I, myself, am briefly portrayed in Gentlemanly Repose, and the portrayal is none too flattering. So, anyone who wants to ask “how would you like it if it was you?” can kiss my Sicilian ass. It has been me. I recognize that Gentlemanly Repose is a book of literature, and that the author took a little dramatic license with his portrayal. I am happy to have been a piece of mortar in the literary edifice he constructed, and I’m not whining for a monetary handout from a court.
If this moronic decision stands, any author who sets a story in Georgia, talks about a Georgian, or even sells a book of reality based fiction in the State of Georgia, will have to carefully vet each character to make sure that it doesn’t resemble anyone at all, lest some unethical sleaze comes knocking, looking for a piece of the author’s success. The average book contract pays very little. We’re talking four figures here. What will become of our literary landscape if publishers and authors need to whitewash all literature in order to avoid the next Stewart? Is our culture not dumbed down enough by the marketplace? Does the fear of liability need to further dowse the flames of American creativity?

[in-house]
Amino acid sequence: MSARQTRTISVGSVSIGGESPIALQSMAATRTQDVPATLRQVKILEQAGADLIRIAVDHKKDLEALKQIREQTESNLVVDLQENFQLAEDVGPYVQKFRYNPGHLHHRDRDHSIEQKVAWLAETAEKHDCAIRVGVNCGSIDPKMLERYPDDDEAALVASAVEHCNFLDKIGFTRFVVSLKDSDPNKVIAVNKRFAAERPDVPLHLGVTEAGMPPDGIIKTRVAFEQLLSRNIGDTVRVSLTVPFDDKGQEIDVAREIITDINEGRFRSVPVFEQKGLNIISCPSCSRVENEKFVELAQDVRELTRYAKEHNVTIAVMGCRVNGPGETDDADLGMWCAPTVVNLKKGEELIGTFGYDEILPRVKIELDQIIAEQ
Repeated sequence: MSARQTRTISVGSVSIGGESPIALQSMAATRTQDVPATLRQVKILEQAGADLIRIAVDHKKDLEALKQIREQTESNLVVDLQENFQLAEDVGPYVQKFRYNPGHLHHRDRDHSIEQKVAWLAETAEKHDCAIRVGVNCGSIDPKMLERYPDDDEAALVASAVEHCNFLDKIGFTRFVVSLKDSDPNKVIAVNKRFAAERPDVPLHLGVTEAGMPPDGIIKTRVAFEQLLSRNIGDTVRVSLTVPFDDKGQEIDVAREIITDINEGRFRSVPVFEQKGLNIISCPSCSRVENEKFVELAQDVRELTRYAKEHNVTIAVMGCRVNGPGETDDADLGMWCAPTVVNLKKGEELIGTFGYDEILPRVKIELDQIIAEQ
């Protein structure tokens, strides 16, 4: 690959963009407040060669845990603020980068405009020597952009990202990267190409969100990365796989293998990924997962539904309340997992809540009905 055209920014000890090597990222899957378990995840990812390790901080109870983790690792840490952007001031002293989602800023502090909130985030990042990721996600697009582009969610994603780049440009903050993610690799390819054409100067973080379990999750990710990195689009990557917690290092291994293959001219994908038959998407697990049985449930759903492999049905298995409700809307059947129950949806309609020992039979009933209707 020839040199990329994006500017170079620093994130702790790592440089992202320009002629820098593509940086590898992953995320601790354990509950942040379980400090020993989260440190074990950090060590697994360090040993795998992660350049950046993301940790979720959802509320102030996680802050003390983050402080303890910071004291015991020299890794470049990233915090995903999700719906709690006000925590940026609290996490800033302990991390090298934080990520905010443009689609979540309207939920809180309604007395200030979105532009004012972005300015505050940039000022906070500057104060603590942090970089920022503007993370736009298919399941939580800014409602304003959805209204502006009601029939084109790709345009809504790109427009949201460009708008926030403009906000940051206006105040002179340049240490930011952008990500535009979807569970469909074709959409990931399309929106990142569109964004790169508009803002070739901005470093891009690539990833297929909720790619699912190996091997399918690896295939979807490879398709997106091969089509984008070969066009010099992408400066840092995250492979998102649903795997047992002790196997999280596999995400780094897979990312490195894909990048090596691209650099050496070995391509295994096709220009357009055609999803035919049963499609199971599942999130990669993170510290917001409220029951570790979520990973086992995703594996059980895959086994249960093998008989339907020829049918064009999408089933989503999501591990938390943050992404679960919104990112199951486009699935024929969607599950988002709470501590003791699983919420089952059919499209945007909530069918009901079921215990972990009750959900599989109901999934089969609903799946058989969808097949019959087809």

Ms. Stewart should, since she denies being an Atheist, pray to her god that her victory is reversed on appeal. If this case really was about her wanting to defend her good name, she should consider how she would like to be remembered. Would she rather be remembered as the basis for a fictional character? Or would she rather that her legacy be that of the ass-hat who killed American literature?
HT: Debra Weiss